A year of legalized cannabis in Canada hasn’t hurt the local grey market much.
A local marijuana dealer tells Barrie 360 his business has been steady over the past year. “I lost a few customers, but for the most part, I’m actively selling,” says the friendly stranger, “A few of my regulars say they tried the OCS but it was a bad time.”
The dealer says the illegal market remained healthy over the last year, in part, due to a cumbersome rollout of the Ontario Cannabis Store. “I think a lot of people were frustrated by the province’s set up. It wasn’t working for them, the supply wasn’t there. And it took days to get to you. Me, I’m just around the corner.”
This week, the OCS announced it would be consulting with private companies on how to get them more involved in the supply and storage of cannabis, following months of issues meeting demand.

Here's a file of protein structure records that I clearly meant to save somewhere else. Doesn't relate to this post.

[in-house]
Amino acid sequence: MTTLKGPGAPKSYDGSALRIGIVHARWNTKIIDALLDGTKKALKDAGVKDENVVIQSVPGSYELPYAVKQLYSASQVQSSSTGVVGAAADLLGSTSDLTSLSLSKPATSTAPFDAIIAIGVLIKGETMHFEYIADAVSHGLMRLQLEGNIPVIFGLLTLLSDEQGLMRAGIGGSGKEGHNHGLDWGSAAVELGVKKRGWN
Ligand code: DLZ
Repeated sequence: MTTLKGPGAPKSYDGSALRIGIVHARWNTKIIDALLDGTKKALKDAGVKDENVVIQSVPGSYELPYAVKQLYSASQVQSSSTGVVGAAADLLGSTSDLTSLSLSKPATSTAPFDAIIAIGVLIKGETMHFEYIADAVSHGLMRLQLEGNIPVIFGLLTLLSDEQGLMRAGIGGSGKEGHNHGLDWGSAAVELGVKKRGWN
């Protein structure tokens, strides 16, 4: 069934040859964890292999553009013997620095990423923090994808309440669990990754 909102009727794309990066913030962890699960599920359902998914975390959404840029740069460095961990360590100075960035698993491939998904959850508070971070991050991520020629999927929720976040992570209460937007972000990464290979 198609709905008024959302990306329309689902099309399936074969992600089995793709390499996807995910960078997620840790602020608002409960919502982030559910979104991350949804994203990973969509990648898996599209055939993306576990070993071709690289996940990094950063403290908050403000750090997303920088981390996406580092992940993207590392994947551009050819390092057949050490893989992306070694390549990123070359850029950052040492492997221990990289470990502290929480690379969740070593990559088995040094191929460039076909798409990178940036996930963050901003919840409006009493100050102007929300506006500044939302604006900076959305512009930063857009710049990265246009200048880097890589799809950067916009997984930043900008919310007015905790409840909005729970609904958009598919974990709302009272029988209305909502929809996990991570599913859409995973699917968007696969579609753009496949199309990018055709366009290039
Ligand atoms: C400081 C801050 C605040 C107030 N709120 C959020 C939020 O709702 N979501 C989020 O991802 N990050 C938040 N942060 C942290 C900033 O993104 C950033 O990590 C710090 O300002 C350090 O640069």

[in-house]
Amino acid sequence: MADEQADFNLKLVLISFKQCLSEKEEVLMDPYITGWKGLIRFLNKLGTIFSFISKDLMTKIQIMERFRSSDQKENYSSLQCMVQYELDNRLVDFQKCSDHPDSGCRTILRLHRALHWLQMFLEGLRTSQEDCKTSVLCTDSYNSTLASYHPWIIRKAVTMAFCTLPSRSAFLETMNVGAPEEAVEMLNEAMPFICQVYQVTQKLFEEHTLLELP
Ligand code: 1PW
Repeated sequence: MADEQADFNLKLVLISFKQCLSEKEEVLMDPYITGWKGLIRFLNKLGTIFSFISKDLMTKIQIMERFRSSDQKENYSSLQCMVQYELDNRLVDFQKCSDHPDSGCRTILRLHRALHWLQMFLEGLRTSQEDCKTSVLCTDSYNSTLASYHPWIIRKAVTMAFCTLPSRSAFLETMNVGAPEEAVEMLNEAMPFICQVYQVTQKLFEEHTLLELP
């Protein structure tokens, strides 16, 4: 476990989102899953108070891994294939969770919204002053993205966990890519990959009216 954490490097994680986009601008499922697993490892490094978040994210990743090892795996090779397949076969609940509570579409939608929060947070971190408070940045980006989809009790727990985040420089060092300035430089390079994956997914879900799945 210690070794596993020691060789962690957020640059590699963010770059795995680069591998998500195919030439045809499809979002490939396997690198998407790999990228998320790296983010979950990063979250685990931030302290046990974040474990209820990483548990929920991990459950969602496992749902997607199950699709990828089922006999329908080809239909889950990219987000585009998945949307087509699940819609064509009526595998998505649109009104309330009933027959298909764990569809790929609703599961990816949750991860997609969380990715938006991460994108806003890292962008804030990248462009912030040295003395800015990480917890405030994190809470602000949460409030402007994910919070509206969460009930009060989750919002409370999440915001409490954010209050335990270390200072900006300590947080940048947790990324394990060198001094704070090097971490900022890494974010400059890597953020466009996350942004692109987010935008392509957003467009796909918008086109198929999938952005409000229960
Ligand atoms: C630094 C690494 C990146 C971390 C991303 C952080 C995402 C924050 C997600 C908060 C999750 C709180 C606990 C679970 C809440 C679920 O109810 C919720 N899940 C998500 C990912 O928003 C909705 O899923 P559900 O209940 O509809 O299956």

“As the exclusive wholesaler and distributor of legal recreational cannabis in Ontario, the OCS remains focused on its primary objective of combating the illegal market and protecting our youth and communities through overseeing a safe and secure cannabis distribution network across the province,” said Cal Bricker, President & CEO of the OCS. “While centralized distribution services have served existing retailers, and are preparing to support additional retail stores and the launch of edibles, beverages, extracts and topicals, the OCS is taking prudent steps to consult the industry on opportunities to increase their involvement in participating in the storage and transportation of cannabis products to retail stores.”
The OCS reported this month that it saw a $42 million loss in its last fiscal year, ending on March 31st.